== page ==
Future Reflections Winter 1987, Vol. 6 No. 1

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by Robert Bernstein

(Editor's Note: This was printed in the April-June 1986 issue of the NFB Spokeman in California. Here is what the Spokesman editor said about the author and the article. "Robert Bernstein is a lawyer with the U.S. Department of Justice and a free-lance writer. He wrote this article especially for The Sacramento Bee.")

Eric Weihenmayer is a 16-year-old high school junior in Weston, Conn. He also is blind and wrestles for his high school team, which recently inspired ABC to do a 20/20 piece about him. Like most media treatment of the subject of disability, this one almost certainly set back the cause of handicapped persons.

I mean no disrespect to Eric. He obviously is a fine, intelligent and spirited young man. It is the ABC producers who, meaning it or not, have shown disrespect. Not just to Eric, but to millions of disabled persons who are tired of being treated as helpless and of being denied full admission into society.

The thrust of the 20/20 episode was wholly predictable. The typical media "disability story" remains that of a person (the younger the better) who, to the amazement of alL has "overcome" his or her handicap to do something that "normal" people do. The one-legged skier and armless automobile driver are staples of the genre.

What's wrong with that? Perhaps, you say, Barbara Walters and Hugh Downs, in their 20/20 paean to Eric, might have over played the tone of reverential, awe. But, a little excusable hype aside, where's the harm in finding inspiration in such a tale of grit?

Well, far starters, one man's inspiration is another's tragic sterotype. Note the premise from which such "inspirational" yams proceed: Accomplishment by a handicapped person, therefore, is something out of the ordinary, something to be lustily, sometimes tearfully, hailed. "You're either a piece of garbage or a hero," explains a one-legged friend of mine. "It's almost impossible for a disabled person to be accepted as average."

In Eric's case, for example, the viewer is supposed to be awe-struck by the fact that a blind boy can participate in organized wrestling. The supposition is poppycock.

I know a blind lawyer who litigates federal tax cases for a living. I know a blind woman who lives alone, edits a national newsletter and regularly Flips around the country to address professional meetings.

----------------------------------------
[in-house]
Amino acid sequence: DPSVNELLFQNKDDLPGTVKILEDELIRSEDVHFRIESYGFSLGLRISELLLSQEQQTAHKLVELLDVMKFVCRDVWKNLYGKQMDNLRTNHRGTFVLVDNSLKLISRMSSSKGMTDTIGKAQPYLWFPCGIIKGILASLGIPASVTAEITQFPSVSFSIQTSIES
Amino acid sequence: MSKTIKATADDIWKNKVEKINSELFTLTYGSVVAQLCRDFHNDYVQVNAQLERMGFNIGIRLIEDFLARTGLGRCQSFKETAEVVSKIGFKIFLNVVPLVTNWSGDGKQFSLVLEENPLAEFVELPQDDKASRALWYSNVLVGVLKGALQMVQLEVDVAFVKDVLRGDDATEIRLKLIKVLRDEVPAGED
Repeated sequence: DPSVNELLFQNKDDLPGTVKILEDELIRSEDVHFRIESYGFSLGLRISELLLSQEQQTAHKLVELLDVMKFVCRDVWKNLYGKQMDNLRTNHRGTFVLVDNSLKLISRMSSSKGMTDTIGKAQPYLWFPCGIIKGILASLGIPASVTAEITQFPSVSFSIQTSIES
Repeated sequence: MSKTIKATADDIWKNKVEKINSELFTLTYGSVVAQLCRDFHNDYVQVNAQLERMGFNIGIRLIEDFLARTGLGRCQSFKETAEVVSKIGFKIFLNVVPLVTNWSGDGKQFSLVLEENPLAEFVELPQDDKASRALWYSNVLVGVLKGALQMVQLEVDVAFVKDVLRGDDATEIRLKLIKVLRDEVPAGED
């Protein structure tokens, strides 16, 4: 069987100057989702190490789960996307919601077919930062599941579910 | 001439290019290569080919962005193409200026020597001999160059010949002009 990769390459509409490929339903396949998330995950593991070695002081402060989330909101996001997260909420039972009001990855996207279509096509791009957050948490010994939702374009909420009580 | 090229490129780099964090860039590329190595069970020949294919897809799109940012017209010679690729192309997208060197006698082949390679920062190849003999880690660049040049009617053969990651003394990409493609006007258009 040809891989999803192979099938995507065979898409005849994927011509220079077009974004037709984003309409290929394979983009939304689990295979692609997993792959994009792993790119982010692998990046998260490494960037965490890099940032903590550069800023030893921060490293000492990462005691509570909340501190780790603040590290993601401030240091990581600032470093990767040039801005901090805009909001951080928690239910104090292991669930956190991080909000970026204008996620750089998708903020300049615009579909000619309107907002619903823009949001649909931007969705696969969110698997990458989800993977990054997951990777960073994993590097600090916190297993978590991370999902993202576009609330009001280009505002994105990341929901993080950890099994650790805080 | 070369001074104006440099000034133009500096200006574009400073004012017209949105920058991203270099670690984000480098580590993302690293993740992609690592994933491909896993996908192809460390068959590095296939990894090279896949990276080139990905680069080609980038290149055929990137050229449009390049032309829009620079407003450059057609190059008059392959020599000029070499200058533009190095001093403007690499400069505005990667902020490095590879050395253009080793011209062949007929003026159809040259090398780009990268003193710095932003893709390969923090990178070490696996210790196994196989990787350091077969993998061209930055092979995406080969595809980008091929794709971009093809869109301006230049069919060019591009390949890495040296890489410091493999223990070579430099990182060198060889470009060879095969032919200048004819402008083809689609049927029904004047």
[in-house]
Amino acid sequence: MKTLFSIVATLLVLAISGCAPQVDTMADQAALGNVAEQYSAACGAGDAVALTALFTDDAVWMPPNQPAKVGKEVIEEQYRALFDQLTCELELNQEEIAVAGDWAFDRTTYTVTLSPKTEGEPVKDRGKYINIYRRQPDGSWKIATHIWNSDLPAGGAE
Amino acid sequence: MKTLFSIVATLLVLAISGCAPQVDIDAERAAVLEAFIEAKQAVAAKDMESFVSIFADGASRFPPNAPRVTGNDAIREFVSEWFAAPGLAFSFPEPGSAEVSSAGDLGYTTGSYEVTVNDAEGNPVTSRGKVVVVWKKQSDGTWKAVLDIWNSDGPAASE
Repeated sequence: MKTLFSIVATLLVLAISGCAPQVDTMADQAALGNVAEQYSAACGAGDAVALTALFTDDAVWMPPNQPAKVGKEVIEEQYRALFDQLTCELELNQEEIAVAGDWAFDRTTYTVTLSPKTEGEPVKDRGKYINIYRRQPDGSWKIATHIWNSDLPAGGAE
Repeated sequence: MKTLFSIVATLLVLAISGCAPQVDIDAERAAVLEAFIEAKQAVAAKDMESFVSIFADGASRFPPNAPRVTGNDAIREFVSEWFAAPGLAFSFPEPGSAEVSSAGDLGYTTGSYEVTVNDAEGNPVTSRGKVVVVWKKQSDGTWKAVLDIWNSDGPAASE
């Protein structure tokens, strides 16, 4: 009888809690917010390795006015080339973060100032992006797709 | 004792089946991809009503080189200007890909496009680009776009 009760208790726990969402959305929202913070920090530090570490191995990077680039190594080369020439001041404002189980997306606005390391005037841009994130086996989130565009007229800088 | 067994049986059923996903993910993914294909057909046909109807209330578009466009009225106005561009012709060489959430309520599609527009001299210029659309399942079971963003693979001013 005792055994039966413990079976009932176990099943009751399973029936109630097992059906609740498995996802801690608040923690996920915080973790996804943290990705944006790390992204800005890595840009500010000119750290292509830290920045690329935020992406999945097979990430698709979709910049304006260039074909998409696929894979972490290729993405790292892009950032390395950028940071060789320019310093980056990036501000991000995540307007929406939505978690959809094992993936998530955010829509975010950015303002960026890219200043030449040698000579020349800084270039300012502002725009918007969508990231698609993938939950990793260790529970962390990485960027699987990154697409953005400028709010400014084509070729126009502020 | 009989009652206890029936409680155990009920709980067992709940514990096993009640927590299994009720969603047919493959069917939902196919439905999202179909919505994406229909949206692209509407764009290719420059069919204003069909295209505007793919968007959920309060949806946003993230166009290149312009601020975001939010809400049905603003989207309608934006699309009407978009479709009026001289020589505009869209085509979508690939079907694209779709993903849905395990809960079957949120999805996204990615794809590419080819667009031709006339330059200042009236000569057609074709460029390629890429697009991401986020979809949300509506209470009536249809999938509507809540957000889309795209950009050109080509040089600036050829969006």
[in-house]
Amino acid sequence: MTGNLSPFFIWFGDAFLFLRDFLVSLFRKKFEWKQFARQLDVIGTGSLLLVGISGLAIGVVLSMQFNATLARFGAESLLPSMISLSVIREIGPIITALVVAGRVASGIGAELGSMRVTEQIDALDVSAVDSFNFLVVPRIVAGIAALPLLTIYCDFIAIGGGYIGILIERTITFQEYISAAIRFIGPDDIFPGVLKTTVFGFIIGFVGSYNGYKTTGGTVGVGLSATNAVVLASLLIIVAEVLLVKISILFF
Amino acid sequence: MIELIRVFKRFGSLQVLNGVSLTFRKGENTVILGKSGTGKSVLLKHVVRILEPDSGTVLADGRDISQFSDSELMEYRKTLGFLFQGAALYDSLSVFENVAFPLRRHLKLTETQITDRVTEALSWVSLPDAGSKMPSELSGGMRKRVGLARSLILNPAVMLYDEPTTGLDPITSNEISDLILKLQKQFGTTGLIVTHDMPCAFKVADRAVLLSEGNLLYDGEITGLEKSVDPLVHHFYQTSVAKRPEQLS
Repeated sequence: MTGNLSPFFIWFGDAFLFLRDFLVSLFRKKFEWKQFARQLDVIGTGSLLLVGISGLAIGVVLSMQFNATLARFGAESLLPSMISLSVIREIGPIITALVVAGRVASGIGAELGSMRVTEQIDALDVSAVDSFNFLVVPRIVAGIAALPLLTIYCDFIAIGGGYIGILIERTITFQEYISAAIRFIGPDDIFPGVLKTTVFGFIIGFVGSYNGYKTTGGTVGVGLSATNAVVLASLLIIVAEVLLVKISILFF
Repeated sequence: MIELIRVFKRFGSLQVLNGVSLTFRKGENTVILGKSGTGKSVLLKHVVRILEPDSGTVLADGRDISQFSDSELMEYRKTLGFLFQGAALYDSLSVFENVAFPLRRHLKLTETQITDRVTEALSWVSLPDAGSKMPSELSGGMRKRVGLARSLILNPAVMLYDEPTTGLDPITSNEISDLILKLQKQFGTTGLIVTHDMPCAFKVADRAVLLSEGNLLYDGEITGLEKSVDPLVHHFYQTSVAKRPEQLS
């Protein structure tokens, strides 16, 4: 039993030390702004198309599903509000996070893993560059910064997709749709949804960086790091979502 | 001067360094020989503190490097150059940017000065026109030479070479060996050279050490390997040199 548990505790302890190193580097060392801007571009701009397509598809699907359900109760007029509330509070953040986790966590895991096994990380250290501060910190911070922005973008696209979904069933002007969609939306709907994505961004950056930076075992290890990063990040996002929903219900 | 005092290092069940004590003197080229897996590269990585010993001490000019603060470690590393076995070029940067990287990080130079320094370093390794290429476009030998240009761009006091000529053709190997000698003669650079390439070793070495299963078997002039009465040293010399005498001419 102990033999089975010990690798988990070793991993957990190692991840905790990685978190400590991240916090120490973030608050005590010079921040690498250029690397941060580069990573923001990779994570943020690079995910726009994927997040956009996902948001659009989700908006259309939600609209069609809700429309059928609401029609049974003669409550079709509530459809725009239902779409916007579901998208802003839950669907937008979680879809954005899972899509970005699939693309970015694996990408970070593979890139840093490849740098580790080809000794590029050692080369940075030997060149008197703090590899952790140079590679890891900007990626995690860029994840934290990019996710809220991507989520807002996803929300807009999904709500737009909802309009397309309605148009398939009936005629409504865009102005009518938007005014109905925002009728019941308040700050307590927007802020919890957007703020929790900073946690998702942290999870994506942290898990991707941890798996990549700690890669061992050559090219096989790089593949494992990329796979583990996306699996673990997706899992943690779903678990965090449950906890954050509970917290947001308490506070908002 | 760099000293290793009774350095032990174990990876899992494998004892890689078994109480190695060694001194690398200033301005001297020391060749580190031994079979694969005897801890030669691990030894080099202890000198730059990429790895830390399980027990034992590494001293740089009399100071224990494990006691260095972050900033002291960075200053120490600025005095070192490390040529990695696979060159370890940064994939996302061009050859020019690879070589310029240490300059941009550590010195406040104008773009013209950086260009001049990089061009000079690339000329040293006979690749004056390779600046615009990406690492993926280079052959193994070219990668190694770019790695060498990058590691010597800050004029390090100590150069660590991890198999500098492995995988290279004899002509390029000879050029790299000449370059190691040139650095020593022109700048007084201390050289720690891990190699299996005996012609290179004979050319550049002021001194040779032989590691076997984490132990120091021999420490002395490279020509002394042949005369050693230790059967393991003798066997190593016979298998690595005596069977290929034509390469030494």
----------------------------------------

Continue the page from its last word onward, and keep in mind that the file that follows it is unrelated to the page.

The examples could be multiplied by the thousands. What these persons have "overcome" is not so much their inability to see as the barriers erected by a society that would deem them useless. The lawyer in his spare time likes to water ski, and he goes on frequent cross-country hikes and tandem bicycle rides. Such pastimes would make marvelous grist for the media mill, but in fact are rather fringe aspects of his life.

The concept of "overcoming" a handicap serves, however unintended, a dark end. It keeps alive the convenient notion that it is the disabled person who alone must do the overcoming, and that society has no responsibility in this regard. The human body and soul are remarkably adaptive. There is no inherent reason why any but the most severely disabled person cannot be useful and productive. Millions today nevertheless are idle. They are victims not merely of their physical or mental impairments, but also of a society that has been traditionally structured to exclude them. Part of the problem is purely mechanical--a paucity of accessible buildings and public transportation. Another part is legal or quasi-legal, having to do with disincentives built into public entitlements and private insurance plans.

But a lot of it has to do with attitudes. Wrongheaded notions of what it means to be disabled are deeply embedded in the consciousness of handicapped and ablebodied persons alike. The "overcoming" stories feed these sterotypes, and mask the social responsibility. How does a paraplegic "overcome" a lack of accesible buildings and public transportation--without which he cannot make it to a job interview, much less a daily job? How can even an Eric Weihenmayer "overcome" discriininatory hiring practices by would-be employers? And, significantly, where is the media coverage of these important issues?

The bottom line for Eric, of course is that he has not overcome his handicap. He still is, and will remain, blind. It is unlikely he will earn a living by wrestling. So in a few years he will face the job market. The important consideration then will be the extent to which society will have lowered the present obstacles.

One of the barriers, certainly, is the media mind set that places accomplishments by handicapped persons in the man-bites-dog category.

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